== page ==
PLYMOUTH, Wis. (WBAY) -- A holiday of camping and swimming went from fun to frightening, when a young girl nearly drowned in a Plymouth pool on Monday.
That’s when two off-duty rescue workers jumped into action to save the girl’s life.
“I’ve been a CPR instructor for 13 years, and I’ve never had to actually perform CPR on a person, much less a -year-old,” says Andrea Hodgden, a CPR instructor. When an emergency arose, she and Stephanie Ditter sprang into action.
“We were just laying by the pool when I saw a mom, or a woman, pull a lifeless child out of the pool,” Hodgden remembers. “I reached over and grabbed my CPR mask and I ran around the pool. When I got to the little girl she was blue.”
The 3-year-old didn’t have a pulse and wasn’t breathing. Her mother started performing CPR, but Hodgden and Ditter quickly took over. The pair began performing chest compressions and giving breaths.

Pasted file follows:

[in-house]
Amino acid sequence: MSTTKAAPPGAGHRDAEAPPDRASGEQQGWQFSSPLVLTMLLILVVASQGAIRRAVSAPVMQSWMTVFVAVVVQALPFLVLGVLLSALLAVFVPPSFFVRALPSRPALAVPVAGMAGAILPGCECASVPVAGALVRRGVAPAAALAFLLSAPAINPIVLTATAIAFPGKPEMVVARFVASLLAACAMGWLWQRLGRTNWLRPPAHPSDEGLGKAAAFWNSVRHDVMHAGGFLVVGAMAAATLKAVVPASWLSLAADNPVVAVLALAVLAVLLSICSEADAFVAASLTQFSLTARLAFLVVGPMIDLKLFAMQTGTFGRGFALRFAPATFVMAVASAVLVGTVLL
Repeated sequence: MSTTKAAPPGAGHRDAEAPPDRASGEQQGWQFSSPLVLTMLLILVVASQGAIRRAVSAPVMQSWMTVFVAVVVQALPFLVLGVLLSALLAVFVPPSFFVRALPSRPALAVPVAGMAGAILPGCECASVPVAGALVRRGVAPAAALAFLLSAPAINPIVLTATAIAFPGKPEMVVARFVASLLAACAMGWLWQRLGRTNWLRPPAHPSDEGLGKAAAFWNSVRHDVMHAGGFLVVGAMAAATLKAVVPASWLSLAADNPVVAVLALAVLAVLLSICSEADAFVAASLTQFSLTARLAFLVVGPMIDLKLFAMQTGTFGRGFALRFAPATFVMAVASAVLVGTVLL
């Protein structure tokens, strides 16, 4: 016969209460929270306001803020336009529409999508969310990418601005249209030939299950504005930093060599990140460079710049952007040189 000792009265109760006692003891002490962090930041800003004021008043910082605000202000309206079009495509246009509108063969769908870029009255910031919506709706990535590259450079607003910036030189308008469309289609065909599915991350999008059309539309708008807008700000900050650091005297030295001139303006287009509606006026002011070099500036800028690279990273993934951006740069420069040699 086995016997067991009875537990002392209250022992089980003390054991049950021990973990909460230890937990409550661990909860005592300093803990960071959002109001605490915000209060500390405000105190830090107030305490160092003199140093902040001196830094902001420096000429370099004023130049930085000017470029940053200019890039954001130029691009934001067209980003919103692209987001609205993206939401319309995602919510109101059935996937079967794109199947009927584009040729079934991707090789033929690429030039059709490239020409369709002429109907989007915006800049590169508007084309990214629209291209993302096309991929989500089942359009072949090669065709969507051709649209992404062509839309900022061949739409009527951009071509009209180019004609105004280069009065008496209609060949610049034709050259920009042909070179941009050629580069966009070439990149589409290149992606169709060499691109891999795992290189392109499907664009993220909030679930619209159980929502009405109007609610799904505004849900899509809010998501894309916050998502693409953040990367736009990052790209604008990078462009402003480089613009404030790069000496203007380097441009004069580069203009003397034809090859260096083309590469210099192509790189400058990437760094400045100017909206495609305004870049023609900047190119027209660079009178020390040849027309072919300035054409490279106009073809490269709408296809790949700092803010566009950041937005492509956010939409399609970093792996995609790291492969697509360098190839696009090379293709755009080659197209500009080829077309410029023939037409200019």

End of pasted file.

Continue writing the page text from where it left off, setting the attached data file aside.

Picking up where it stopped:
“We had to go several cycles, a lot of water was coming out and we had to keep clearing her airway,” Hodgden says. “She was ... every single time I gave a compression there was water coming out.”
Eventually the girl came to, and was breathing and able to speak. Paramedics took over as a precaution, but the girl was likely saved because of the pair’s quick response.
“I think it's just kind of hitting us today,” Hodgden says.
“I think it's hitting our whole group, what we saw, the feelings of the family. It could have been any one of our kids,” says Stephanie Ditter, a registered nurse who assisted Hodgden in the rescue.
Ditter and Hodgden believe providence brought them to the pool yesterday.
“I think God had us planned to come here this weekend, because we weren’t supposed to be at this campground. Circumstances happened and we ended up here,” Ditter says. “We weren't even supposed to be at that pool at that time, we were supposed to be at a different one. There's a reason our group was sitting at this pool.”
The pair says this event is an important lesson in always being prepared, even when you’re off duty.
“You know, CPR does save lives,” Ditter says. “If we could just stress that enough. To get that certification is very helpful.”